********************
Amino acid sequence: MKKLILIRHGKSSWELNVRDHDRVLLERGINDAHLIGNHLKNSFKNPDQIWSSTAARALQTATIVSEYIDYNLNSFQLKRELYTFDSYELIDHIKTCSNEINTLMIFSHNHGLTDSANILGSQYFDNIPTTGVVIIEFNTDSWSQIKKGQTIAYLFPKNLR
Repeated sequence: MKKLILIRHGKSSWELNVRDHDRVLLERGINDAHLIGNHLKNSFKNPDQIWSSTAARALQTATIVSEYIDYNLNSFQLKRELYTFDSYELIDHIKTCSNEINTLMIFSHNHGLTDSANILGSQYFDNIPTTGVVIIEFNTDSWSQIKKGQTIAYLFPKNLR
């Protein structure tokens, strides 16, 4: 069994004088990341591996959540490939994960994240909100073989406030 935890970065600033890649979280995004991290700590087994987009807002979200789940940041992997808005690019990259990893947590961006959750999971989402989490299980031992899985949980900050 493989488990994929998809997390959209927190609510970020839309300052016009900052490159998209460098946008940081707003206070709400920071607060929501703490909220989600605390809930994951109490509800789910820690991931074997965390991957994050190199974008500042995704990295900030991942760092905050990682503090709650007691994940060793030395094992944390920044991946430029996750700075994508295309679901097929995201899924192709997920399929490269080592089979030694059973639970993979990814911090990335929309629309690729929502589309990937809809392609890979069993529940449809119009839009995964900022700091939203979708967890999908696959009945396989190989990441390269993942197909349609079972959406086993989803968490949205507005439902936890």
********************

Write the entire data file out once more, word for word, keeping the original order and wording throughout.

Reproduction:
Amino acid sequence: MKKLILIRHGKSSWELNVRDHDRVLLERGINDAHLIGNHLKNSFKNPDQIWSSTAARALQTATIVSEYIDYNLNSFQLKRELYTFDSYELIDHIKTCSNEINTLMIFSHNHGLTDSANILGSQYFDNIPTTGVVIIEFNTDSWSQIKKGQTIAYLFPKNLR
Repeated sequence: MKKLILIRHGKSSWELNVRDHDRVLLERGINDAHLIGNHLKNSFKNPDQIWSSTAARALQTATIVSEYIDYNLNSFQLKRELYTFDSYELIDHIKTCSNEINTLMIFSHNHGLTDSANILGSQYFDNIPTTGVVIIEFNTDSWSQIKKGQTIAYLFPKNLR
């Protein structure tokens, strides 16, 4: 069994004088990341591996959540490939994960994240909100073989406030 935890970065600033890649979280995004991290700590087994987009807002979200789940940041992997808005690019990259990893947590961006959750999971989402989490299980031992899985949980900050 493989488990994929998809997390959209927190609510970020839309300052016009900052490159998209460098946008940081707003206070709400920071607060929501703490909220989600605390809930994951109490509800789910820690991931074997965390991957994050190199974008500042995704990295900030991942760092905050990682503090709650007691994940060793030395094992944390920044991946430029996750700075994508295309679901097929995201899924192709997920399929490269080592089979030694059973639970993979990814911090990335929309629309690729929502589309990937809809392609890979069993529940449809119009839009995964900022700091939203979708967890999908696959009945396989190989990441390269993942197909349609079972959406086993989803968490949205507005439902936890």